Invasive Species Compendium

Detailed coverage of invasive species threatening livelihoods and the environment worldwide

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Mangroves

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Datasheet

Mangroves

Summary

  • Last modified
  • 14 July 2018
  • Datasheet Type(s)
  • Habitat
  • Preferred Scientific Name
  • Mangroves
  • Overview
  • Mangroves have been highly favoured sites for human settlement throughout recorded history (Lacerda et al., 2002). Mangrove...

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Pictures

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PictureTitleCaptionCopyright
An intact mangrove forest dominated by silt-rooted Rhizophora trees in Cambodia.
TitleIntact mangrove forest
CaptionAn intact mangrove forest dominated by silt-rooted Rhizophora trees in Cambodia.
Copyright©Donald J. Macintosh
An intact mangrove forest dominated by silt-rooted Rhizophora trees in Cambodia.
Intact mangrove forestAn intact mangrove forest dominated by silt-rooted Rhizophora trees in Cambodia.©Donald J. Macintosh
A traditional mangrove-dwelling fishing community, with floating cages for grouper and sea bass rearing, in southern Thailand.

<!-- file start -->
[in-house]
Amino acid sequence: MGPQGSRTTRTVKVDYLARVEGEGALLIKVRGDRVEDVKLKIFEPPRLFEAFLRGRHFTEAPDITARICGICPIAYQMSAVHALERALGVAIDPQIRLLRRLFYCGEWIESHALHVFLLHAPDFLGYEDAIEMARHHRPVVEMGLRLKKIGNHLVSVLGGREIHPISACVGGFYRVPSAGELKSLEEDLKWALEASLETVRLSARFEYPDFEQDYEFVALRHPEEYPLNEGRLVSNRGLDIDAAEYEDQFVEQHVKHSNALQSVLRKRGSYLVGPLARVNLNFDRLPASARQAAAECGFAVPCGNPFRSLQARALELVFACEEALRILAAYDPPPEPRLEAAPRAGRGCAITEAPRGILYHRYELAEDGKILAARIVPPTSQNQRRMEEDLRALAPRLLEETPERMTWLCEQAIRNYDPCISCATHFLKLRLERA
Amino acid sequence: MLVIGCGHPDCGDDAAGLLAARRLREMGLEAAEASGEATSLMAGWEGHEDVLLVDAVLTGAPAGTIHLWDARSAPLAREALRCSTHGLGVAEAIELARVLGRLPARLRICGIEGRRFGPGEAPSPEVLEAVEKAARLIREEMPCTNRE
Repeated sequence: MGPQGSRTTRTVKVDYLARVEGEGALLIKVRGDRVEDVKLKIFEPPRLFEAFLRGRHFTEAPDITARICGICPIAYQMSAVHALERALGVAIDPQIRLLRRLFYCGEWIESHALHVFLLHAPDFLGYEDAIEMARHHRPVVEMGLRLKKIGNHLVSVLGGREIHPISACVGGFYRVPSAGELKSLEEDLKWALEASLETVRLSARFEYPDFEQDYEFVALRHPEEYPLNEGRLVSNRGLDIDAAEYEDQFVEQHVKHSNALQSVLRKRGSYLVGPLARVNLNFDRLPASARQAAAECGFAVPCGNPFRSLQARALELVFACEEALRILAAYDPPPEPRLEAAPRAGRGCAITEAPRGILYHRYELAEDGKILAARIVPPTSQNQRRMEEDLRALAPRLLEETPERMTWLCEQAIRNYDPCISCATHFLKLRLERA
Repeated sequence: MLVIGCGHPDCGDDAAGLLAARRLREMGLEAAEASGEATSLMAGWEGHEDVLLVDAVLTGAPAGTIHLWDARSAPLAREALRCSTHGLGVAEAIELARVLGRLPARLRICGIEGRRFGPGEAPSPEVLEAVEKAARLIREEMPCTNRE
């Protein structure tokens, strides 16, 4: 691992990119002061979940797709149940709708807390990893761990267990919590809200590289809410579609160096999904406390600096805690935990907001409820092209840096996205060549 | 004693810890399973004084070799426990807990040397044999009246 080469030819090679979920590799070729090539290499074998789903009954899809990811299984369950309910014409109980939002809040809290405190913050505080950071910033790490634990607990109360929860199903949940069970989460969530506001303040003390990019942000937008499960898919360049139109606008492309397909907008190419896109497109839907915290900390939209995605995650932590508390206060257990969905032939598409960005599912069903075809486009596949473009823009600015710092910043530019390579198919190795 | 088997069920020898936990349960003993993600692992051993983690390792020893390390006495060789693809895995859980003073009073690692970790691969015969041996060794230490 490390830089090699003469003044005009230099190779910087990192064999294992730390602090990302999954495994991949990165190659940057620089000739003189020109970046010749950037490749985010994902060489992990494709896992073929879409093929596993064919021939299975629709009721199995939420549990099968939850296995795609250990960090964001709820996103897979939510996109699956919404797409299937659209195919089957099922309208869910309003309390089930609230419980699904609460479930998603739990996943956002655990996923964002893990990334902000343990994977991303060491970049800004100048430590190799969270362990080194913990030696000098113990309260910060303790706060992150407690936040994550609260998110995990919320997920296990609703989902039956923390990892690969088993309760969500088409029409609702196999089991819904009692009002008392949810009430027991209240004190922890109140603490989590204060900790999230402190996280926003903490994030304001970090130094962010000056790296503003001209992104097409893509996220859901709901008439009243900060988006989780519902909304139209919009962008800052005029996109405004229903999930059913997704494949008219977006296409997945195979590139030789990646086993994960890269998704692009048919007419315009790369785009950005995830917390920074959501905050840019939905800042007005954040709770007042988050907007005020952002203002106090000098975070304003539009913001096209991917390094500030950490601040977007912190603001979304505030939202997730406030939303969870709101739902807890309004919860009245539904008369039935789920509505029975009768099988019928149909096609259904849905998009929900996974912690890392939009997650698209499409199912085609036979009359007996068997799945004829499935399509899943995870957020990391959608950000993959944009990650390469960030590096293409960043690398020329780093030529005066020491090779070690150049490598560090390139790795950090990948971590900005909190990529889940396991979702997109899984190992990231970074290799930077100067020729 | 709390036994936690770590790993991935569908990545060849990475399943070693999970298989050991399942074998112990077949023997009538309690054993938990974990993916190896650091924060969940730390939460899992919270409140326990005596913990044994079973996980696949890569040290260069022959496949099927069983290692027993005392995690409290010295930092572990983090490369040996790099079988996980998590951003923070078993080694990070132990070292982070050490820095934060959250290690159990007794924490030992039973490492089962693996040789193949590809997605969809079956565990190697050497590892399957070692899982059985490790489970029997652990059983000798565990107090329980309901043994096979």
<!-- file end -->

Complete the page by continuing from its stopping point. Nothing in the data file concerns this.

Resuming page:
TitleTraditional mangrove-dwelling fishing community
CaptionA traditional mangrove-dwelling fishing community, with floating cages for grouper and sea bass rearing, in southern Thailand.
Copyright©Donald J. Macintosh
A traditional mangrove-dwelling fishing community, with floating cages for grouper and sea bass rearing, in southern Thailand.
Traditional mangrove-dwelling fishing communityA traditional mangrove-dwelling fishing community, with floating cages for grouper and sea bass rearing, in southern Thailand.©Donald J. Macintosh
Feeding caged groupers in a mangrove-fringed estuary in southern Thailand. The grouper are caught as fingerlings using baited traps.
TitleFeeding caged groupers
CaptionFeeding caged groupers in a mangrove-fringed estuary in southern Thailand. The grouper are caught as fingerlings using baited traps.
Copyright©Donald J. Macintosh
Feeding caged groupers in a mangrove-fringed estuary in southern Thailand. The grouper are caught as fingerlings using baited traps.
Feeding caged groupersFeeding caged groupers in a mangrove-fringed estuary in southern Thailand. The grouper are caught as fingerlings using baited traps.©Donald J. Macintosh
Labourers constructing the dyke and inner canal of an integrated mangrove-aquaculture pond, Cambodia.
TitlePond construction
CaptionLabourers constructing the dyke and inner canal of an integrated mangrove-aquaculture pond, Cambodia.
Copyright©Donald J. Macintosh
Labourers constructing the dyke and inner canal of an integrated mangrove-aquaculture pond, Cambodia.
Pond constructionLabourers constructing the dyke and inner canal of an integrated mangrove-aquaculture pond, Cambodia.©Donald J. Macintosh
The integrated shrimp-mangrove farming system. Mekong Delta, Vietnam.
TitleThe integrated shrimp-mangrove farming system
CaptionThe integrated shrimp-mangrove farming system. Mekong Delta, Vietnam.
Copyright©Tran Ngoc Hai
The integrated shrimp-mangrove farming system. Mekong Delta, Vietnam.
The integrated shrimp-mangrove farming systemThe integrated shrimp-mangrove farming system. Mekong Delta, Vietnam.©Tran Ngoc Hai